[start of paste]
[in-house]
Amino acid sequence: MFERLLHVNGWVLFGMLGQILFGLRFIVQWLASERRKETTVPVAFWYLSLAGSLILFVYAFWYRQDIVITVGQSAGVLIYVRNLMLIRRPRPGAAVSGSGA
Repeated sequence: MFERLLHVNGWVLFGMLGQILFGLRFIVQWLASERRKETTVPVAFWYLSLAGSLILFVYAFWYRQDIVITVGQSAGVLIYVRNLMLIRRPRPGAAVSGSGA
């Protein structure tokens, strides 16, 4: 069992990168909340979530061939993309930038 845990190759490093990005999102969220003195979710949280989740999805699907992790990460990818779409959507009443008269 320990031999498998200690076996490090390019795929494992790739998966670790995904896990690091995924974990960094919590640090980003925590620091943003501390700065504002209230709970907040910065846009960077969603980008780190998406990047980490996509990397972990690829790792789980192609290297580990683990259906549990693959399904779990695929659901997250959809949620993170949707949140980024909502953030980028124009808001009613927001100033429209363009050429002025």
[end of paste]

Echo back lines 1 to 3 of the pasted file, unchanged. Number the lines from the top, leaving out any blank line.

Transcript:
[in-house]
Amino acid sequence: MFERLLHVNGWVLFGMLGQILFGLRFIVQWLASERRKETTVPVAFWYLSLAGSLILFVYAFWYRQDIVITVGQSAGVLIYVRNLMLIRRPRPGAAVSGSGA
Repeated sequence: MFERLLHVNGWVLFGMLGQILFGLRFIVQWLASERRKETTVPVAFWYLSLAGSLILFVYAFWYRQDIVITVGQSAGVLIYVRNLMLIRRPRPGAAVSGSGA